The baddest female: The rise and fall of CL

There are only a few K-pop groups that have the ability to say they’ve been there since the beginning. 2NE1 was not one of them, but they did usher in the second generation, and lay the groundwork for BTS and the rest of the third wave we’re all currently riding. Among them were groups like Girls’ Generation (SNSD), BigBang, Super Junior, Kara, 2PM, Wonder Girls, Brown Eyed Girls… There were a lot of amazing groups in that generation, many of them only now brought up on the break-up, scandal, or contract-ending news cycle beats, but 2NE1 was one of the best. They were YG’s answer to SM’s hyper-cute and feminine Girls’ Generation: they were there to sell a street-savvy, hip-hop, “ugly” image in a country where there was no historical precedent for genuine hip-hop. In this way, even though they were marketed as “real,” they sold a fantasy world just as much as SNSD did. And they did it so well.

Unlike many of the interchangeable members of K-pop groups, each member of 2NE1 was given a distinct personality: a hook that could appeal to many different audience members across the spectrum, but especially any one looking to be a bit more bad-ass than they were in real life, which is pretty much everyone. While this did initially reduce the women down to types, it never took over any more than any performer’s carefully-crafted image. Perhaps we loved them all the more for this image they presented, and the way their odd-shaped pieces just seemed to fit together so well. There was Bom Park, the classy, quiet siren of song. There was Minzy, the youngest and the one with the sickest dance moves. There was Dara, the bubbly effervescent hype-girl that exuded light like a bonfire. And then there was CL, the undisputed center to which all spotlights gravitated, the one you knew would claw her way out of a box-shaped girl group to do what she was meant to do: take over the world.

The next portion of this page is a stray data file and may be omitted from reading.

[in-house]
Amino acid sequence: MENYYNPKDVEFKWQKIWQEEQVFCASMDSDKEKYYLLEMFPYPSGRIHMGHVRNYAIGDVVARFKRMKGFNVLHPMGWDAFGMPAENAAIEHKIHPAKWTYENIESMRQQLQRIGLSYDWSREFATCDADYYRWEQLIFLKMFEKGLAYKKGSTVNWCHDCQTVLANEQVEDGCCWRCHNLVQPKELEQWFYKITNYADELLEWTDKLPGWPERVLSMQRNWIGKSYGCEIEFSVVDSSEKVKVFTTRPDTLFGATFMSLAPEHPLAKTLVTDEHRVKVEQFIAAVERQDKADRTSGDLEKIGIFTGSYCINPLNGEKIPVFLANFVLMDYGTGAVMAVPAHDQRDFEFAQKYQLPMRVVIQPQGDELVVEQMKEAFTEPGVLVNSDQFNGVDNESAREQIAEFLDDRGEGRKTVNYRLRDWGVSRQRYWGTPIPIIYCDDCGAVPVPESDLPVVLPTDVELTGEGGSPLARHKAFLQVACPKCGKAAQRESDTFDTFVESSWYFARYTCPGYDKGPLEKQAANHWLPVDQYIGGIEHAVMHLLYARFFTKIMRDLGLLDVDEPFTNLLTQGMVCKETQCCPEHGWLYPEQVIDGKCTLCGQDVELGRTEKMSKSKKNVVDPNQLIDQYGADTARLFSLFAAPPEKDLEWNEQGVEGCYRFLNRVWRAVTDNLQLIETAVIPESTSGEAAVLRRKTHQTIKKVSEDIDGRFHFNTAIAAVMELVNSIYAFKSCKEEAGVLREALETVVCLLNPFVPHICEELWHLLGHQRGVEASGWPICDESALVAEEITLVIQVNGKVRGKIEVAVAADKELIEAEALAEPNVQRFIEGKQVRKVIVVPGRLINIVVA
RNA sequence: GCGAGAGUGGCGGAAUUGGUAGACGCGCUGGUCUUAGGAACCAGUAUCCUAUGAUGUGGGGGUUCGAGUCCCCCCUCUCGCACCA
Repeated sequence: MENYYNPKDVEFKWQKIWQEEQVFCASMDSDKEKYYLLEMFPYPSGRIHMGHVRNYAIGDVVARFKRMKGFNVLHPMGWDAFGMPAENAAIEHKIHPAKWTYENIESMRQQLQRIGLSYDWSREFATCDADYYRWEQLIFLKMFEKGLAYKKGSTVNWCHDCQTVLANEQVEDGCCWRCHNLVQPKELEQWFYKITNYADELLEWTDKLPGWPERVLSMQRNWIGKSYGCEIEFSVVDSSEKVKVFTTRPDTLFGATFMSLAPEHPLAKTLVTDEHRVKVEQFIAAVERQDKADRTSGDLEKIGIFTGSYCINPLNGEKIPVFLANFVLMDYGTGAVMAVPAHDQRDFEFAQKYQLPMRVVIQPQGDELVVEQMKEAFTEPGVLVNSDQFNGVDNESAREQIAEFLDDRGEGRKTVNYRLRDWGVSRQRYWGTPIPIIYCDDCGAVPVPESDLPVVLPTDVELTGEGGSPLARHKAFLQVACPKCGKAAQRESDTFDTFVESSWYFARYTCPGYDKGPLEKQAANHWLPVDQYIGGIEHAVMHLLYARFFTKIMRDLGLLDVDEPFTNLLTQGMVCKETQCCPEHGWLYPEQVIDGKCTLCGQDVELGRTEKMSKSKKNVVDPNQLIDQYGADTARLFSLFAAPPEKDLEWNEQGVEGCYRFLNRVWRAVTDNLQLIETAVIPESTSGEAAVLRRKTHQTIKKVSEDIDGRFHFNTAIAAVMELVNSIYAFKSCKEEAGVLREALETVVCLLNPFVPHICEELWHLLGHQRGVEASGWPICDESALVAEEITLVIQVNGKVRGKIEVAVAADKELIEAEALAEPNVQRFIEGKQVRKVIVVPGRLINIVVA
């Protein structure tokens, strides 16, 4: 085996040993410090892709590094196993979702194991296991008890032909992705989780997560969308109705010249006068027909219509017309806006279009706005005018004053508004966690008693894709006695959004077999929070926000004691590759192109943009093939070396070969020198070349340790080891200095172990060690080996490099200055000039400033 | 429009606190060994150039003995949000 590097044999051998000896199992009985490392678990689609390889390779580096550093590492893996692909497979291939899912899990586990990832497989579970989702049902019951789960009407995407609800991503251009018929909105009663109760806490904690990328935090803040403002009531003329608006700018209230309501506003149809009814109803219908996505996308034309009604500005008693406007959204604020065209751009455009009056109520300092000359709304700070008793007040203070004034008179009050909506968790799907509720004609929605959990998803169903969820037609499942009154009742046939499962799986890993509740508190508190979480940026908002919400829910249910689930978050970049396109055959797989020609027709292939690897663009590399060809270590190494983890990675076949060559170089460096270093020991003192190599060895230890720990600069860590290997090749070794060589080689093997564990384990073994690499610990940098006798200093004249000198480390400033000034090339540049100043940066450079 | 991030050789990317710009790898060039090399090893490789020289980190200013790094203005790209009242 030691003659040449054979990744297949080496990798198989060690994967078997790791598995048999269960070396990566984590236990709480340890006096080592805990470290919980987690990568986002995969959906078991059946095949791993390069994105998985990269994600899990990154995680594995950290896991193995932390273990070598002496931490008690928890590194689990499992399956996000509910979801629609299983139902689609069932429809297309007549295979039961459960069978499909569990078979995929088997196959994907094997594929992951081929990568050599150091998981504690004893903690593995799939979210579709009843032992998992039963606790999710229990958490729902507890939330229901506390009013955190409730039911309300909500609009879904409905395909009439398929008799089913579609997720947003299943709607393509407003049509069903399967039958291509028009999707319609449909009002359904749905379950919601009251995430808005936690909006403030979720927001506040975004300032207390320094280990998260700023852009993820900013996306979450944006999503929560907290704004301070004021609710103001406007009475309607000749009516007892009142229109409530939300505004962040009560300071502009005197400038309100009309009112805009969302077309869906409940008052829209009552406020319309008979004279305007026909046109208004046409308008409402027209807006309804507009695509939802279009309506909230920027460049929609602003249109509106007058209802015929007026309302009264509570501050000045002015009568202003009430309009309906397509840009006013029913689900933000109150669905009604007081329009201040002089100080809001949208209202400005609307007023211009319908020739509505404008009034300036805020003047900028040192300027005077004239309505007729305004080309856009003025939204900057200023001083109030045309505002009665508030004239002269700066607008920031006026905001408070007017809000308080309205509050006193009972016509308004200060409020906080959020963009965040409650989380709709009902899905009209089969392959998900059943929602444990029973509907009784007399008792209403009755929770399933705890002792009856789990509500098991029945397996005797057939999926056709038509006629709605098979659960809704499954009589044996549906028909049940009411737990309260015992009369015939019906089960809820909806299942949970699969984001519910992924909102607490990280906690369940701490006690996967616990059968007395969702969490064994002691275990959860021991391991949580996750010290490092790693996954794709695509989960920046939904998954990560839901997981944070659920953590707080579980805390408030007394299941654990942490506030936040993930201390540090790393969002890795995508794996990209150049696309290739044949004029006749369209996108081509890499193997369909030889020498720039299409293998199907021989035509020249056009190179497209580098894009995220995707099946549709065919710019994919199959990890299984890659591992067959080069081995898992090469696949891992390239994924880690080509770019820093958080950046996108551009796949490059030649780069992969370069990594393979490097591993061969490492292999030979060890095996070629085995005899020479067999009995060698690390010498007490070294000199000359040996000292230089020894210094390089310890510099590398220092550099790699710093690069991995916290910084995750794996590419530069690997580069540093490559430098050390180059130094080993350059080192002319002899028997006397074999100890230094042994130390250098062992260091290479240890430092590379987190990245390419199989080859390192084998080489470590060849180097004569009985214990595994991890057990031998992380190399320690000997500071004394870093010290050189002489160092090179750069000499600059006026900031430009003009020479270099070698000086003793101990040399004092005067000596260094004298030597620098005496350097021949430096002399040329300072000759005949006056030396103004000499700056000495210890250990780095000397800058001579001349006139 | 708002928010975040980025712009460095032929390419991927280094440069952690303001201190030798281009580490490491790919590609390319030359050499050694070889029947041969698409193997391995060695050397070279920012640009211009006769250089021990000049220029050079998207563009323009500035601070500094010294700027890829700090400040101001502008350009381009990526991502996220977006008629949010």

The group released a number of hit singles beginning exactly ten years ago, starting with the tepid “Fire,” through the blazing “Nal Ddara Haebwayo (Try to Follow Me),” all the way to the inferno that was “Naega Jae jal Naga (I Am the Best).” That last one is the one that gained traction overseas years after its initial popularity had already propelled it to iconic status in its home country. One night, I sat in a movie theater and heard it play over an advertisement, bemused and surprised but also thinking, Yes, of course.

It was around this time, that I began predicting 2NE1 would be the K-pop group to make it huge (so I guess blame me because I am notorious for getting it wrong, every single time). English-language publications began to pick at the “Hallyu wave,” publishing think pieces about and decrying the idol “factory” system. Pitchfork published their first K-pop feature, To Anyone: The Rise of Korean Wave, by James Brooks, featuring screen shots from “Naega Jae jal Naga (I Am the Best),” where he says, “the group grabs you by the throat and demands [your attention]. Firing AK-47s at the camera, smashing their own records with baseball bats, and brandishing a WWE Championship Belt, 2NE1’s four members each exude the manic, larger-than-life charisma of peak-efficiency Nicki Minaj.” Many writers were still falling back on the compare-it-to-a-well-known-Western-figure/phenomenon, (especially Beatlemania, if you can, please) to give those new to the scene a foothold, but it was enough to get people talking. Now that Pitchfork was a bandwagon-jumper themselves, it was merely seconds before they upped their coverage with companion K-pop editorials and adjacent East-Asian music coverage.

Unfortunately, this seemed to be the sole purpose of 2NE1, and once they completed their mission of grabbing attention, and the novelty of “Naega Jae jal Naga (I Am the Best)” finally expired well past its due date, they fell rapidly off the radar. YG Entertainment fumbled at this point, denying the girls any worthy follow-up, while other agencies began preparing for international domination. Instead, they continued to focus on the Japanese market, releasing petty-good songs like “SCREAM” and “Crush.” Their last really great song was 2012’s “I Love You.” It was also at this time that members began to leverage popularity by releasing solo material.